I was once again plunged into cloud. At the steep section I followed a distinct path that kept well below and to the right of the ridge-line, now a tumbling series of black rocks. Finally though the track petered out and I took to a gully that climbed rapidly up. After that a second gully ended in a chockstone that forced me out and to the left, back up to the ridge. I paused here as a gap in the swirling clouds gave me views back down the ridge.

There was now a final interesting section up another gully which had to be turned to the right before I once again hit on a clear track that rallied itself and now headed straight for the summit of the mountain. I emerged slightly breathless but elated just to the southeast of the trig point - one of the few on the Cuillin.

The clouds had kept back for this moment and as another couple who had come up from the Coire joined me, we were able to enjoy extensive views all around. Only the southern bulk of the Cuillin remained stubbornly in the mist. Despite this there were views across to Blaven and Loch Scavaig as well as closer at hand, to Am Basteir and Sgurr nan Gillean.

It was a fantastic sight that gave a thrilling feel of vertigo amongst these steep, ragged spires of dark rock. The monochrome effect of so much grey and black rock makes you feel like you have stepped out of a spaceship door onto an alien world.

I spent a good half an hour on the summit, enjoying a bite of lunch and drinking some water. Unfortunately the views deteriorated during this period until I was eventually shrouded in a cold, clammy mist.

Although I had a few choices from here, given the weather that was rapidly closing in, I decided to take the sensible route off the mountain and follow the coire track back to the Allt Dearg Mor track. Given a bit more time an interesting route from here might have been to head to the summit of Sgurr a’ Bhasteir and then drop off the east side of the hill towards the Bhasteir gorge and the track back to Sligachan.

Instead I dropped down the east ridge of Bruach na Frithe (the easy Munro bagger route of ascent) and followed a rough track below Sgurr a’ Fhionn Coire, a rough toppled table of rock, until I got an intimidating view of Am Basteir and the Basteir Tooth.

The ground here is rough and so after peering down towards the south-eastern arm of Sgurr nan Gillean I tracked some way along the ridge towards Sgurr a’ Bhasteir. At the low point on the ridge I then dropped to the left down rough scree to join the main track through Fionn Coire. From the ridge I got some great views back to Am Basteir and witness the echoing cry of a rook as it perched just below the tooth. In the misty, grey-black world it was a lonely and forbidding sound.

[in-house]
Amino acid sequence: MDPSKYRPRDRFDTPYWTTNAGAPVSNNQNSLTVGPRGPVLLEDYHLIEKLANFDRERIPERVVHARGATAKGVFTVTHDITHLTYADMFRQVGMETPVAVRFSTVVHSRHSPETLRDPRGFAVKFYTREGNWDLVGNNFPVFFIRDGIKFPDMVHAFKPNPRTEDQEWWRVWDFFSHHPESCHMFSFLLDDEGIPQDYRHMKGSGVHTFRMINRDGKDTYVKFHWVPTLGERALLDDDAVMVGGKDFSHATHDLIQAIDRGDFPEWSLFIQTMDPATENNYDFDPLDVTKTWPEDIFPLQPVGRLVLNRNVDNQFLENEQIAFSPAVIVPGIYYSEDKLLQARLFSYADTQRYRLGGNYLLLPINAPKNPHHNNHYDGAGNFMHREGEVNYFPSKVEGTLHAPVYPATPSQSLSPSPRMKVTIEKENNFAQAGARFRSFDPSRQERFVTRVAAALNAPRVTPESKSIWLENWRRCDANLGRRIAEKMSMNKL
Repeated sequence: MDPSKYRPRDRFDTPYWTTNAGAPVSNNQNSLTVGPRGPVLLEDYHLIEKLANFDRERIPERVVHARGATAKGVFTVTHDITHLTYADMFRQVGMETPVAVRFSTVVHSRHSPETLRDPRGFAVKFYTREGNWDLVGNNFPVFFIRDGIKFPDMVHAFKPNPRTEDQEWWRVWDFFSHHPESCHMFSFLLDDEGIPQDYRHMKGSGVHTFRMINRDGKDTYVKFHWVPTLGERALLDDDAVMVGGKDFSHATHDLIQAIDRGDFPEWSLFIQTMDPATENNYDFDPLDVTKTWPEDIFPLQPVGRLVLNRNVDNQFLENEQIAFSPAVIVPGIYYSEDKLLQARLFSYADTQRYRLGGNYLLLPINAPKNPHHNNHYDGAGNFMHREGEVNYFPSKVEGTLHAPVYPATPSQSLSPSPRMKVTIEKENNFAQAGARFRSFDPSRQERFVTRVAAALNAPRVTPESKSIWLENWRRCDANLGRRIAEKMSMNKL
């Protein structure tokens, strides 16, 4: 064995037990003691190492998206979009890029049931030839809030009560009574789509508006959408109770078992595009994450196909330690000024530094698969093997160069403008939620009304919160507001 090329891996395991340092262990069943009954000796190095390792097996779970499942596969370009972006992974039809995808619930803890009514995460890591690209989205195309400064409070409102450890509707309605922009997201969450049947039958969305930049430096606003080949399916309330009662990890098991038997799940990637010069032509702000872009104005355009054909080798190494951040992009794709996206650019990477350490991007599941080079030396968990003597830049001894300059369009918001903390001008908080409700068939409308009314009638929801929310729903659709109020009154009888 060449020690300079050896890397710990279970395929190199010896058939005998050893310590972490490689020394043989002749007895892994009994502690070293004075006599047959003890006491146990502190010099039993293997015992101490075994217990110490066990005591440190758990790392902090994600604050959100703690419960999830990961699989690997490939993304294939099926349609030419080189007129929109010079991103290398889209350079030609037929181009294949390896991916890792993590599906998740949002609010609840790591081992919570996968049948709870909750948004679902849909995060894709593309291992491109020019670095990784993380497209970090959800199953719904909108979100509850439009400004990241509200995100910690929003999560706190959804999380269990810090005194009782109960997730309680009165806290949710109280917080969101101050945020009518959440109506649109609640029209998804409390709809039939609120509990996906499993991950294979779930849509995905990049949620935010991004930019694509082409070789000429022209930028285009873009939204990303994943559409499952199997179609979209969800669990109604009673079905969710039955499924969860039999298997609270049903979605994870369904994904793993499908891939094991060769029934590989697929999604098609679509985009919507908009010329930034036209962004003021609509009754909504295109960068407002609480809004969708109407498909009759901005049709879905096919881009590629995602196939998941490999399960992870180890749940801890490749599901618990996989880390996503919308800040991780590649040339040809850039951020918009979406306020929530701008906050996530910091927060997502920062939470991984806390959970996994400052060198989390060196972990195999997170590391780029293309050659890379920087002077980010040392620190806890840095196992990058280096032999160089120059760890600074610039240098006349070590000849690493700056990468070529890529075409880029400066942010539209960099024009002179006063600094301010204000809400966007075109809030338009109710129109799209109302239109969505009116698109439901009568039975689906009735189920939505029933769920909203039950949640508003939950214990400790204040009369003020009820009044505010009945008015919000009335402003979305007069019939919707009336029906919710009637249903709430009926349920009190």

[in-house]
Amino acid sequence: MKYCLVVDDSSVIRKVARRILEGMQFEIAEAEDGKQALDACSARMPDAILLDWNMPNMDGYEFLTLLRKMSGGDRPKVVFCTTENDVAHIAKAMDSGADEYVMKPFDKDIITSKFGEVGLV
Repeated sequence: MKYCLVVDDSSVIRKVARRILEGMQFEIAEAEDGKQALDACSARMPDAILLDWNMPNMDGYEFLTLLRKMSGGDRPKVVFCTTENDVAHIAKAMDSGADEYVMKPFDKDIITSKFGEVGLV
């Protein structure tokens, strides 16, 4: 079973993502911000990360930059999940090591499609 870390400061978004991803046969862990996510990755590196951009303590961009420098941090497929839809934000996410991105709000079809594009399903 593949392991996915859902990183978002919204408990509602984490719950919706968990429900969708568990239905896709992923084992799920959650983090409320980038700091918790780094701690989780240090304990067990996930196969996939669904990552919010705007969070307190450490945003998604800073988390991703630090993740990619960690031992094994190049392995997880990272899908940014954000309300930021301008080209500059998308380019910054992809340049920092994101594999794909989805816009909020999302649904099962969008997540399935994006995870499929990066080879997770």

On a good track that dropped through the gently sloping coire I made excellent progress, soon dipping below the gradually building cloud until I was following a tumbling allt.

After a while the track faded into the general scree and rubble at the wide entrance to the coire. I tracked across to the left, crossed a rapidly running stream by some rocks and joined a track that would eventually lead me to my outward path.

Down the course of the Allt Dearg Mor and shower had come in from the west and now caused a semi bright rainbow to form over Sligachan. Behind me it was clear heavier rain was rapidly moving in (as forecast by the BBC that morning) and so I got a move on, re-crossing the stream and quickly taking the path back out to my waiting car.

As I passed the house at Alltdearg and got a last look at the Cuillin the first rain drops splashed off my coat.

I threw my boots and sack in the boot of the car and got inside just as the rain really started to build. I had timed it to perfection, getting up and down a Skye Munro in just over five hours. The rain that was just starting now would continue for the next 36 hours!